Abram did an amazing thing, leaving his culture, his support network, everything that he was familiar with all for the sake of the call of God. That’s the short version. Let’s take a few moments and look at Abram’s journey a little more closely.
Notice that Genesis 12:1 begins with “the LORD had said.” Had said. God had already told Abram and it wasn’t done yet. You see, chapter 11 ends with:
And Terah took his son Abram and his grandson Lot, the son of Haran, and his daughter-in-law Sarai, his son Abram’s wife, and they went out with them from Ur of the Chaldeans to go to the land of Canaan; and they came to Haran and dwelt there. Genesis 11:31
Haran, Not Canaan
If you look at a map, Haran is about halfway between Ur and Canaan. Haran was an important crossroads on the ancient trade routes, and so it was a nice, comfortable, logical place to stop. Except God didn’t say to stop in Haran. Furthermore, God had said for Abram to leave his family, not let his father lead the expedition.
How many times have we stopped at Haran rather than Canaan? Have we ever stopped short of where God wanted us, where God called us, because it was a little more comfortable, a little easier, and little less intimidating? Have we ever been content to let someone else do the work or the ministry when we knew deep down that it was ours?
Abram’s story doesn’t stop in Haran. God renews His call to Abram after his father’s death and Abram resumes his journey.
“Abram passed through the land to the place of Shechem, … Then the LORD appeared to Abram and said, “To your descendants I will give this land.” And there he built an altar to the LORD…” Genesis 12:6-7
“Abram! Stop! This is exactly where I want you.” As soon as Abram gets to Shechem, God appears and assures him this is the place. Abram, undoubtedly moved by a deep sense of thanksgiving, of wonder, of devotion, worships God.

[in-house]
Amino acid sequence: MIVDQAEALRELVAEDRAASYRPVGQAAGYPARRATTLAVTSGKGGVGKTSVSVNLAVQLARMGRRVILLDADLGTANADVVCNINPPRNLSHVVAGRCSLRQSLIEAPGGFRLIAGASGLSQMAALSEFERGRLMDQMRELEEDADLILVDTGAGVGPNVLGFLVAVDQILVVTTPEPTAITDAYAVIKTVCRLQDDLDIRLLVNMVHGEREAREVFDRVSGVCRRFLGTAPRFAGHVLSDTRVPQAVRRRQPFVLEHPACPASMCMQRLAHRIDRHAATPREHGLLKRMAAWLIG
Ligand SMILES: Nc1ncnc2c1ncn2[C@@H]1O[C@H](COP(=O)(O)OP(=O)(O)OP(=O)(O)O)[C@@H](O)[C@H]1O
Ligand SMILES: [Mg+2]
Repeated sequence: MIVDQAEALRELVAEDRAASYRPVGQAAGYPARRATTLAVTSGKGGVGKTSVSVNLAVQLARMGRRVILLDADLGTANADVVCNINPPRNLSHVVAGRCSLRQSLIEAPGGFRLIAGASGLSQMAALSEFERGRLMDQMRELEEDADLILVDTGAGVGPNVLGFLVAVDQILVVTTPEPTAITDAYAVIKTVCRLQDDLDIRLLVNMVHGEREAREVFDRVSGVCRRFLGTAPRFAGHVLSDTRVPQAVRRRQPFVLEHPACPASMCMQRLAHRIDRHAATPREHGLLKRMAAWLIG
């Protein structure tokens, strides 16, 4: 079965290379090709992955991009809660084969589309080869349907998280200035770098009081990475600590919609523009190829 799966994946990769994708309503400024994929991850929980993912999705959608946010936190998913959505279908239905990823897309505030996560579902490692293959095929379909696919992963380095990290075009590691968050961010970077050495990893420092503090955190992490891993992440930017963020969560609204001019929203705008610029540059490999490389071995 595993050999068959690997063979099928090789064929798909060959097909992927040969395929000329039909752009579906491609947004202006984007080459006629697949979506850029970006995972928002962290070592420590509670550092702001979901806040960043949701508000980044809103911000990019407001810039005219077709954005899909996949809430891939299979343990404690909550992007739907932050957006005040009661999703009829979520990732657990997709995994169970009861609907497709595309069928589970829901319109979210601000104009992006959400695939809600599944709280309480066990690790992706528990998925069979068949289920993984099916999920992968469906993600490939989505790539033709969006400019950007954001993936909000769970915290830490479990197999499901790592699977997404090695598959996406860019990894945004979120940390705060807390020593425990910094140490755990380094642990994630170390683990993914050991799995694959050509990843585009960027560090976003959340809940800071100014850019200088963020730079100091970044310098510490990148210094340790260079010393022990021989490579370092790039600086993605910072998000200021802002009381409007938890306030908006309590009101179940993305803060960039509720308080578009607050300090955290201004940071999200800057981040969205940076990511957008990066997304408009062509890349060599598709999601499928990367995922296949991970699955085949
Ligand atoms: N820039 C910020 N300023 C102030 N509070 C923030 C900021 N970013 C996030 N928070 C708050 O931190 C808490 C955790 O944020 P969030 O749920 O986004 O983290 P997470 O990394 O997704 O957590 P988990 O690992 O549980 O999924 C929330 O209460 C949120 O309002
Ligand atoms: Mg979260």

When have that confident reassurance from God that we are where He has called us, we worship. Then our worship drives us to deeper obedience which results in more worship. It’s a good cycle to be in.
Abram didn’t stay there, though.
Now there was a famine in the land, and Abram went down to Egypt to dwell there, for the famine was severe in the land. Genesis 12:10
There is no mention in Scripture that God told Abram to go to Egypt, so we are left to assume it was his idea. If you continue to read chapter 12, you’ll see that Abram got into trouble during his stay in Egypt.
Even from the very center of God’s will for us, heady with blessings, we often decide we know what’s best. God’s timing seems especially slow. We began to rely on our own judgment, on our own assessments and our own plans. We get caught up in numbers, in metrics and optics and pour our energy into making things bigger, and taking things farther, sometimes over things God never asked us to do in the first place.
There is no mention of any worship going on while Abram was in Egypt. Likewise, we find it hard to worship God when we take it on ourselves to do all the work, and bear all the burdens or when we make ourselves responsible for the outcomes.
Egypt was draining, frustrating, unsatisfying and even dangerous. It’s not much better for us when we strike out on our own. The great thing about God in His great grace is that we can’t void His promises or His call, and He won’t void them. Abram returned to Canaan. And so can we.
Back to Canaan
And he went on his journey from the South as far as Bethel, to the place where his tent had been at the beginning, between Bethel and Ai, to the place of the altar which he had made there at first. And there Abram called on the name of the LORD. Genesis 13:1-2
We can always go back. We can always renew, rediscover, and rekindle what we once had, both in our passion for our calling and for the God who counted us worthy of it.
Consider where you are on your journey. Haran? Canaan? Egypt? Or back in Canaan?
Do you need to move? Which direction?
What’s holding you back or what spurs you on?